Cheesed off: Federal Food Guide makeover worries Canadian farmers

When the overhaul began, Health Canada said it wouldn’t base healthy eating on food industry research

An overhaul of the Canada Food Guide is set to be released soon, a highly anticipated makeover that will do away with the rainbow visual many Canadians associate with the dietary guide commonly used in hospitals and daycares.

One of the major changes expected in the new guide is a focus on plant-based sources of proteins — a move that has sparked concern among industry players, including the Dairy Farmers of Canada.

In a statement released Friday afternoon, the national policy and lobby organization representing Canada’s farmers warned the decision could have a detrimental impact on future generations and harm a sector that continues to be “negatively impacted by the concessions granted in recent trade agreements.”

“Not only will this harm the dairy sector and the hundreds of thousands who depend upon it for their livelihoods, it also risks harming Canadian consumers by creating confusion about the nutritional value of dairy,” said its president Pierre Lampron.

Hasan Hutchinson, director general of nutritional policy and promotion at Health Canada, said Friday that Health Canada has stayed true to its goal of basing the new Food Guide on the best available evidence also recognized by international organizations.

READ MORE: The debate over the new Canada Food Guide

When the overhaul began years ago, Health Canada said it wouldn’t base its new guide to healthy eating on research from food industries.

The department is not saying that animal-based proteins are not nutritious, Hutchinson said, noting the food guide will continue to recommend Canadians choose from foods including lower-fat milk, lower-fat yogurt and cheeses lower in fat and sodium.

It will also refer to lean meats, poultry and other animal-based foods as examples of nutritious choices, he said.

“However, there will be a bit of an emphasis, a focus on having more plant-based foods,” he said.

“Regular intake of plant-based foods, so vegetables, fruit, whole grains, and these plant-based proteins can have positive effects on health,” he said, noting cardiovascular disease is a particular concern.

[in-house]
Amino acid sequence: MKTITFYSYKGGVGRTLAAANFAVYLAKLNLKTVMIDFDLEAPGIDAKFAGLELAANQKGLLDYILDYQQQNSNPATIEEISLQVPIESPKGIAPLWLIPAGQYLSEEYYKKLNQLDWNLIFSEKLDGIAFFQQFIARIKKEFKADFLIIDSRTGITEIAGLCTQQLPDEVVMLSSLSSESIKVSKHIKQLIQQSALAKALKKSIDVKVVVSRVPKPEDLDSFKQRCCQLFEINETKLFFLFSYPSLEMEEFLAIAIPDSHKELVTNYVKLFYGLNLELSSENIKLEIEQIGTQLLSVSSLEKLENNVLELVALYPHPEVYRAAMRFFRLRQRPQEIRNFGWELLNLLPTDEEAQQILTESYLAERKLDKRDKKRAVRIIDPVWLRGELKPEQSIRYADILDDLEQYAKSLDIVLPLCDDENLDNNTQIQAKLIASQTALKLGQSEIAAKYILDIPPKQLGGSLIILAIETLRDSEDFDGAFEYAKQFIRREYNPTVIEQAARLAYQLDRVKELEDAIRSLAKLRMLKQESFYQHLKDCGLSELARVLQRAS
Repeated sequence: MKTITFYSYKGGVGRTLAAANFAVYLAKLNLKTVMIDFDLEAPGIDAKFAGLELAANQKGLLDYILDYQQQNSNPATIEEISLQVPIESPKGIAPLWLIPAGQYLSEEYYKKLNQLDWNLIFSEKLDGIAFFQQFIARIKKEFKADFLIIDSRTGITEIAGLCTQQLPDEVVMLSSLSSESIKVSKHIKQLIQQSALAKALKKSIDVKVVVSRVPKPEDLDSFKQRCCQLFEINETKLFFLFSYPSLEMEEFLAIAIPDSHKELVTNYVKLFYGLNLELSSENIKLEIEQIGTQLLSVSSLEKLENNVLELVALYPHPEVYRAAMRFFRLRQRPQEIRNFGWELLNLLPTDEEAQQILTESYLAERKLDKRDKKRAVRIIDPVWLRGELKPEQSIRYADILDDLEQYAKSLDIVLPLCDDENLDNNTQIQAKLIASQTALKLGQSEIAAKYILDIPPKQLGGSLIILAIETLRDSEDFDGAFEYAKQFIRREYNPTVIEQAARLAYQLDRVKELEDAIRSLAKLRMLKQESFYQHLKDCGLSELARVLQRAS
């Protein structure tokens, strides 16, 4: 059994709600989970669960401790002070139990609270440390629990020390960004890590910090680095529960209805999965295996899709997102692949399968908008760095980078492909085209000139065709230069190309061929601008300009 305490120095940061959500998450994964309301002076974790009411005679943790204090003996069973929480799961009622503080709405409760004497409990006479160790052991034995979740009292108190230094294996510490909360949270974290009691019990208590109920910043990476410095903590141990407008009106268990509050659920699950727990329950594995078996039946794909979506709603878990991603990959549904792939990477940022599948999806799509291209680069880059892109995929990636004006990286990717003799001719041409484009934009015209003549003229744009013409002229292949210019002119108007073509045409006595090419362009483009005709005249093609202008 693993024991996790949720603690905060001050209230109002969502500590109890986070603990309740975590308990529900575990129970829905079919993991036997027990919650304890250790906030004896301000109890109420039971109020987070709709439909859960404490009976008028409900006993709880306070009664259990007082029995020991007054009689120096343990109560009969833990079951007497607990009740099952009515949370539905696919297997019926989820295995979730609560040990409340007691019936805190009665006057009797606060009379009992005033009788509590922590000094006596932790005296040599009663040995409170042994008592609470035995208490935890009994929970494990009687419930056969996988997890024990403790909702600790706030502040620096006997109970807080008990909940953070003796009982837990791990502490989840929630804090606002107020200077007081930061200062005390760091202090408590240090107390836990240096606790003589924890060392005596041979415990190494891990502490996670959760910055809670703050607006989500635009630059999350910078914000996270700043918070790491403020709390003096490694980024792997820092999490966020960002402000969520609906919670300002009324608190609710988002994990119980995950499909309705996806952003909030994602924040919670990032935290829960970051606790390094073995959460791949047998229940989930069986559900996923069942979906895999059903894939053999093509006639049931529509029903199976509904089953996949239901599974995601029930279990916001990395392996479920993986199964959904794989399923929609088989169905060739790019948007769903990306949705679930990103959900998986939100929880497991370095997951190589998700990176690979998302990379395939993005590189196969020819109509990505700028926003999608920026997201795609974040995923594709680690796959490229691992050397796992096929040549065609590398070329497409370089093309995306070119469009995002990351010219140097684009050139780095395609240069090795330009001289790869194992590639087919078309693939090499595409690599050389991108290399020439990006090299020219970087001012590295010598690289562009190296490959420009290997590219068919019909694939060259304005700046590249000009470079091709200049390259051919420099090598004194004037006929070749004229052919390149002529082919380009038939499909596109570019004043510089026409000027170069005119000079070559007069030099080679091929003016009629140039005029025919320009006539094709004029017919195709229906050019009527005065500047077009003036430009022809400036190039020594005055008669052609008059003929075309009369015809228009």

In a document put out for consultation, Health Canada said most Canadians do not eat enough vegetables, fruits and whole grains, and many also drink beverages high in sugars.

It also said what is needed is a shift towards a high proportion of plant-based foods generally, adding new advice could help Canadians eat more fibre-rich foods, eat less red meat, and replace foods that contain mostly saturated fat with foods that contain mostly unsaturated fat.

Kristy Kirkup, The Canadian Press

Like us on Facebook and follow us on Twitter.

Just Posted

Stumpage costs to increase on July 1

MLA John Rustad speaks about the issues faced by the B.C. forest industry

B.C. oil tanker ban squeaks through final vote in Senate

Bill C-48 bars oil tankers from loading at ports on B.C’s north coast

Fraser Lake business offers equine therapy to deal with life stressors

The idea is to have diverse businesses that provide more options to residents and tourists says Kim Watt-Senner

VIDEO: Driver doing laps in busy Vancouver intersections nets charges

Toyota Camry spotted doing laps in intersection, driving towards pedestrians

RCMP across Canada to soon unionize, according to B.C. mayor

A spokeswoman for RCMP headquarters in Ottawa says it’s not yet a done deal

Explicit sex-ed guide for adults mistakenly given to Creston elementary students

The booklet clearly states online and inside that the guide contains sexually explicit information

Driver has $240K McLaren impounded minutes after buying it in West Vancouver

Officers clocked the car travelling at 160 km/h along Highway 1 in a 90 km/h zone

Former Vernon Judo coach pleads guilty to child pornography charges

Bryan Jeffrey McLachlan is set to return to court Sept. 4 for sentencing

B.C. Olympic skier sues Alpine Canada after coach’s sex offences

Bertrand Charest was convicted in 2017 on 37 charges

Former Canucks goalie Roberto Luongo to retire

‘Bobby Lou’ calls it a career after 19 NHL seasons

Man charged in crash that killed B.C. pregnant woman

Frank Tessman charged for 2018 Highway 1 accident where Kelowna elementary school teacher died

Most Read